The unvaccinated fill SA hospitals amid emergence of Covid-19 Omicron variant
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Johannesburg - The government has continued to urge South Africans to vaccinate against Covid-19 as recent statistics revealed that more than 80% of patients currently admitted to hospitals in Pretoria were unvaccinated.
The National Institute for Communicable Diseases (NICD) reported that Covid-19 cases, including that of the new Omicron variant, were highest in Gauteng, and in particular Pretoria.
"Most of our daily increases at this stage are from Gauteng, at about 81%. There has been a tremendous increase in the past 10 to 14 days,” said Dr Michelle Groome, head of the division of public health surveillance and response at the NICD.
Dr Waasila Jassat, also of the NICD, said that unvaccinated patients suffered more severe symptoms than vaccinated ones, and were most likely to face hospitalisation if infected by the new Covid-19 variant. She reported that 87% of all admissions in Pretoria were unvaccinated patients.
“We have been tracking this across the country since February, and what we can say is there is a much higher chance of death among those who are unvaccinated,” Dr Jassat said.
She was one of many experts who provided detailed feedback during a media briefing held by the Health Ministry yesterday.
Dr Salim Abdool-Karim, who also presented, said they were quite amazed at how fast the number of infections was rising, “but we were not caught with our pants down”.
“We expected and prepared for a new variant as far back as in September. The government then invested in building capacity to do genomic frequency, and this early evidence has given us the best fighting chance against this new variant,” he said.
Abdool-Karim said that while there was still a lack of evidence on whether the current vaccines were effective against the new variant, he said that evidence should present itself over the next few weeks.
“But, we do expect that vaccines should hold well against the hospitalisation of those who are infected,” he said.
He added that the biggest challenge would be preventing super-spreader events.
The scientists and department also urged those who were already vaccinated to motivate others to vaccinate and strictly follow preventive measures such as mask-wearing and the washing of hands.
Minister of Health Joe Phaahla said the rise of infections served as a reminder there was a deadly virus in our midst, and that citizens should use what was tried and tested in preventing severe cases of Covid-19.
While more than 16.5 million South Africans are fully vaccinated, the department’s Dr Nicholas Crisp said that many more people remained unvaccinated.
So far, early information showed that most Covid-19 patients admitted to hospital and experiencing severe symptoms were unvaccinated, the department said.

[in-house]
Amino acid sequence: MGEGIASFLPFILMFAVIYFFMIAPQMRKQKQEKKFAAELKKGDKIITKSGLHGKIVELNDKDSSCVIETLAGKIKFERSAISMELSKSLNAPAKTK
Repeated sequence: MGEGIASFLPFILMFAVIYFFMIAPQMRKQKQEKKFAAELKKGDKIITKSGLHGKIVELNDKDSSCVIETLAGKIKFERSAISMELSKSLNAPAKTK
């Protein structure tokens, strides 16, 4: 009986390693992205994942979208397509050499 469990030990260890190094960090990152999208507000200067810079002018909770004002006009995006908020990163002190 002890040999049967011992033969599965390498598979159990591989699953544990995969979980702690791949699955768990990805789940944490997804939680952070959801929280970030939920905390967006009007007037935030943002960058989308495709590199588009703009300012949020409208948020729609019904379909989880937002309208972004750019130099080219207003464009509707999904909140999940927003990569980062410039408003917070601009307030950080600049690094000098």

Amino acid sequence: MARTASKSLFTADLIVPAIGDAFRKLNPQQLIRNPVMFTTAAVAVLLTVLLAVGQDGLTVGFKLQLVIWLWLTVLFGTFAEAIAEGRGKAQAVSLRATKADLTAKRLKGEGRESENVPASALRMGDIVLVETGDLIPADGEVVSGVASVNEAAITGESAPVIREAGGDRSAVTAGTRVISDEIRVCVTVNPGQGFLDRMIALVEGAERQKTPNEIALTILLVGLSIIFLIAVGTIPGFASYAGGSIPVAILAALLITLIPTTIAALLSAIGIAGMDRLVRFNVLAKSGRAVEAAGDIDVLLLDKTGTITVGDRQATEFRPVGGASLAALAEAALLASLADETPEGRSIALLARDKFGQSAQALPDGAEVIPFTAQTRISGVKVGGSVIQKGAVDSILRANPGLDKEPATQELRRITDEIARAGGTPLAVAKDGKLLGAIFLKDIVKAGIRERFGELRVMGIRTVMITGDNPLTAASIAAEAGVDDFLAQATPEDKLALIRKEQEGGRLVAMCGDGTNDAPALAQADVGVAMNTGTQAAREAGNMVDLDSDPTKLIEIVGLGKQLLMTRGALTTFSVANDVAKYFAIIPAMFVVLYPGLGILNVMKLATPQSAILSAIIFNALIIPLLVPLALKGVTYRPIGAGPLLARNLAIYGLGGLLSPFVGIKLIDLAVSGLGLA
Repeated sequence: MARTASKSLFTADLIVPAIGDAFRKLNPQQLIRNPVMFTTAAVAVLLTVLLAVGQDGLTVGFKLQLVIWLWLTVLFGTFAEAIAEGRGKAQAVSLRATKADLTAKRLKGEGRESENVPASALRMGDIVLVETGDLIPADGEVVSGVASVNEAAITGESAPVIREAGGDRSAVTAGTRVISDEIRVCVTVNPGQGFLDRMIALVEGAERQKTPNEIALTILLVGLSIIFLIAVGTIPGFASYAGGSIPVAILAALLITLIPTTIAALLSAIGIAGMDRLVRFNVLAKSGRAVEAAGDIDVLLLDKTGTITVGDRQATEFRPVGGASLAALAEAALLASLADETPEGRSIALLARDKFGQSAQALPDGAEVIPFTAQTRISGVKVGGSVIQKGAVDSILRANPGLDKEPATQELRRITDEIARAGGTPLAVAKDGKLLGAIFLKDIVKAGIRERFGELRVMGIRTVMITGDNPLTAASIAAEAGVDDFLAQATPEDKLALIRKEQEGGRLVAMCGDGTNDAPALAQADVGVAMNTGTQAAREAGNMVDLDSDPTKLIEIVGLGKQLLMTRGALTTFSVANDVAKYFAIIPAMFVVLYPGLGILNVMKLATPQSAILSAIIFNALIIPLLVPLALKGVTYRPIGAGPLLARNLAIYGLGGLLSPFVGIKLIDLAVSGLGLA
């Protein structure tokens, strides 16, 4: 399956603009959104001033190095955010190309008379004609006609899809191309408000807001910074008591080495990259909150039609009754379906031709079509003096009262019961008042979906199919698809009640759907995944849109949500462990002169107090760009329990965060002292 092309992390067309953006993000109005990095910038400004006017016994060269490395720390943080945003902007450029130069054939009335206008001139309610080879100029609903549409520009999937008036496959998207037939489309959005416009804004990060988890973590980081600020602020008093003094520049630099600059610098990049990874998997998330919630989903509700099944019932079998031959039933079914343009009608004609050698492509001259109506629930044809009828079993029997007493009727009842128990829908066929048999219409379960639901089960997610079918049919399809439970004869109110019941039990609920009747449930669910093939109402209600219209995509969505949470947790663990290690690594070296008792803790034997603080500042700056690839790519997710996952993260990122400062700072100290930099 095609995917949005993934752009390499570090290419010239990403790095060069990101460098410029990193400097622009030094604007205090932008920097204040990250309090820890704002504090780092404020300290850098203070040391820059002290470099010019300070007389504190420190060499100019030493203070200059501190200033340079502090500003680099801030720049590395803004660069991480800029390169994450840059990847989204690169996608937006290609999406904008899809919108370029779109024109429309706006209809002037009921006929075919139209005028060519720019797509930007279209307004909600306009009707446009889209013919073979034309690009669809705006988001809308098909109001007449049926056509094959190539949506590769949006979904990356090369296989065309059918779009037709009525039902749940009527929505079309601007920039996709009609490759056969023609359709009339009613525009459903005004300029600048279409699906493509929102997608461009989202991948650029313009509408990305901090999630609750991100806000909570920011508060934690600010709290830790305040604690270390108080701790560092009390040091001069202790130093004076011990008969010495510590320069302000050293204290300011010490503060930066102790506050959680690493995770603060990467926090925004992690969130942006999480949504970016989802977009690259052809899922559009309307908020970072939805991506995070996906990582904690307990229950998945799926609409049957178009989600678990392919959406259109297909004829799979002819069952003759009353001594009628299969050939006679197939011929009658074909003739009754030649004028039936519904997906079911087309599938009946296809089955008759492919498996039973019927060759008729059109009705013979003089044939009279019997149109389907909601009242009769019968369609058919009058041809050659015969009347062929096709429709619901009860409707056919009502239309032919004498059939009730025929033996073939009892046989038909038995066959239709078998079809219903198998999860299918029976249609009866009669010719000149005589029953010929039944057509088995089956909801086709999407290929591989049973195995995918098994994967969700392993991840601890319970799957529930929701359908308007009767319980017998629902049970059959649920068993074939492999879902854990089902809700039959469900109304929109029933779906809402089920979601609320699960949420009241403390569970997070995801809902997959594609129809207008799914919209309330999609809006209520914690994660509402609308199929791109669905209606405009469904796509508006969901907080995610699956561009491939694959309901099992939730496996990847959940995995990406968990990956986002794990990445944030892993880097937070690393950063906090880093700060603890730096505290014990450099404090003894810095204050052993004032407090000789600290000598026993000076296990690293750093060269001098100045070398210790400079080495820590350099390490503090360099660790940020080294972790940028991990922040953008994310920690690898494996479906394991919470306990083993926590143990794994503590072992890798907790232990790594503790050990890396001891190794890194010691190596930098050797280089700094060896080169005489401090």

Phaahla held a detailed media briefing on Monday to further unpack the address by President Cyril Ramaphosa, and to present a state of readiness to respond to the Omicron variant.
Research has also shown that most patients are presenting similar symptoms to other Covid-19 variants. However, in particular, concerns have been raised about the rise of infections in young children and babies.
Scientists and experts that presented at the briefing said the Health Department may have to focus on paediatric hospital beds preparedness in this fourth wave.
Dr Jassat said they had seen a sharp increase in infections over the past few days, with most cases among those aged between 10 and 29 years old.
She also spoke of the increase in the number of hospital admissions in Pretoria, however other regions in Gauteng also showed an increase.
The experts also spoke out against the closing of South Africa’s borders, saying that there was no science to support such decisions.
Phaahla, Abdool-Karim and Department of International Relations and Co-operation (Dirco) spokesperson Clayson Monyela reiterated the government’s frustration at the decision made by other countries.
Abdool-Karim said there was no benefit in closing the borders as the Omicron variant had been detected in at least 11 other countries by yesterday.
Monyela said that they had received reports from South Africans stranded in cities around the world. He said any stranded South African must go to their nearest South African embassy for assistance.
“It is very unfortunate, sad and quite regrettable to know that travel restrictions have been imposed on South Africa by other African countries. This decision is unwarranted and not based on science. Dirco is engaging all the countries with a view to persuading them to reverse this decision,” he said.